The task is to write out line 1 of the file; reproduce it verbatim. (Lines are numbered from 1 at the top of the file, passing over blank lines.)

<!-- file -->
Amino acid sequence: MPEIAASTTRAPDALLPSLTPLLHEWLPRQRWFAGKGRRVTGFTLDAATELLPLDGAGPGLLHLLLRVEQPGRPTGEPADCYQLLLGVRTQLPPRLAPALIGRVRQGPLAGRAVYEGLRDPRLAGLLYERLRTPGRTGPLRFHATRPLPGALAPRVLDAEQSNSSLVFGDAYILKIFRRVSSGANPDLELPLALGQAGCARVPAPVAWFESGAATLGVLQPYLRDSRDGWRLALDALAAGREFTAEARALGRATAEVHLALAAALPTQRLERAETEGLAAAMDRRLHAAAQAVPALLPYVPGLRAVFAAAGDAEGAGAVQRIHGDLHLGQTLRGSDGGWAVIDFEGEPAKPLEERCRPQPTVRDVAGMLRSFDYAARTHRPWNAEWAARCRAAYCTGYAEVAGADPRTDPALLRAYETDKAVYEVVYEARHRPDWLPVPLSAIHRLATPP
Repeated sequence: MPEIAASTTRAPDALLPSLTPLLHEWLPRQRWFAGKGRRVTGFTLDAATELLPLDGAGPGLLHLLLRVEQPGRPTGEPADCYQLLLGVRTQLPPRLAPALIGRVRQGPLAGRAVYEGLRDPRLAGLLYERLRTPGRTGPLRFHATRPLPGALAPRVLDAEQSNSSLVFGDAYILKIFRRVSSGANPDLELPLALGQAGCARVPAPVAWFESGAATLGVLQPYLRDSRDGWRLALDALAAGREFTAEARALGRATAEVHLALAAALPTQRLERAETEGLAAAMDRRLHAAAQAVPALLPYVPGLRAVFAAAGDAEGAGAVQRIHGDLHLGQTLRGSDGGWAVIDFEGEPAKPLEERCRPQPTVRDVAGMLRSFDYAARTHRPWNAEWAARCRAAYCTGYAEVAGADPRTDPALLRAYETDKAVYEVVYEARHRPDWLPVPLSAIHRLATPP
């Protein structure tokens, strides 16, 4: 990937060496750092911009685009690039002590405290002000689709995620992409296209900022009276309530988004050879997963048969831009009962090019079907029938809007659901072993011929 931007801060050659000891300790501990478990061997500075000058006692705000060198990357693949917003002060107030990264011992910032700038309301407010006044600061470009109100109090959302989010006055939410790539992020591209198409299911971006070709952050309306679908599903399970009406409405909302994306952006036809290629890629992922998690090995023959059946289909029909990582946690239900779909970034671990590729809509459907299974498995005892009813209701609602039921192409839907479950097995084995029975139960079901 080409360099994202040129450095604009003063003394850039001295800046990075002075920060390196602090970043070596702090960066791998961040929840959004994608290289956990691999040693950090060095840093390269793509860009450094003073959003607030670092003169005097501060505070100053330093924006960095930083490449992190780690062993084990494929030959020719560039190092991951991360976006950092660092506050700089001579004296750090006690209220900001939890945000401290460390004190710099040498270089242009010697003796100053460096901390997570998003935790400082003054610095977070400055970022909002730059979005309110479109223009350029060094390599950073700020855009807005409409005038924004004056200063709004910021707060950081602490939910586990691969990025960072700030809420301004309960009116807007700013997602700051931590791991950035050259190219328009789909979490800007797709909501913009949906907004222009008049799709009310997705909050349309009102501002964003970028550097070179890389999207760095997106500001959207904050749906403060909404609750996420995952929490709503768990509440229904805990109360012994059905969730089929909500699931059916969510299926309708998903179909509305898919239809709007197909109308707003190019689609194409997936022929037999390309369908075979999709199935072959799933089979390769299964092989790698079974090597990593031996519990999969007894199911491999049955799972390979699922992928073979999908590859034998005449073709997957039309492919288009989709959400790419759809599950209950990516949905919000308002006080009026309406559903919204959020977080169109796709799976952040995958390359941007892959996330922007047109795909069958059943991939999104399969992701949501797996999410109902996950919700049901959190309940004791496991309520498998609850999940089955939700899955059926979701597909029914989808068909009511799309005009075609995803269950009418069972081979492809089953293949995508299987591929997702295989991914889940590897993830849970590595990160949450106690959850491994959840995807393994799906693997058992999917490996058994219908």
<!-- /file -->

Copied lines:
Amino acid sequence: MPEIAASTTRAPDALLPSLTPLLHEWLPRQRWFAGKGRRVTGFTLDAATELLPLDGAGPGLLHLLLRVEQPGRPTGEPADCYQLLLGVRTQLPPRLAPALIGRVRQGPLAGRAVYEGLRDPRLAGLLYERLRTPGRTGPLRFHATRPLPGALAPRVLDAEQSNSSLVFGDAYILKIFRRVSSGANPDLELPLALGQAGCARVPAPVAWFESGAATLGVLQPYLRDSRDGWRLALDALAAGREFTAEARALGRATAEVHLALAAALPTQRLERAETEGLAAAMDRRLHAAAQAVPALLPYVPGLRAVFAAAGDAEGAGAVQRIHGDLHLGQTLRGSDGGWAVIDFEGEPAKPLEERCRPQPTVRDVAGMLRSFDYAARTHRPWNAEWAARCRAAYCTGYAEVAGADPRTDPALLRAYETDKAVYEVVYEARHRPDWLPVPLSAIHRLATPP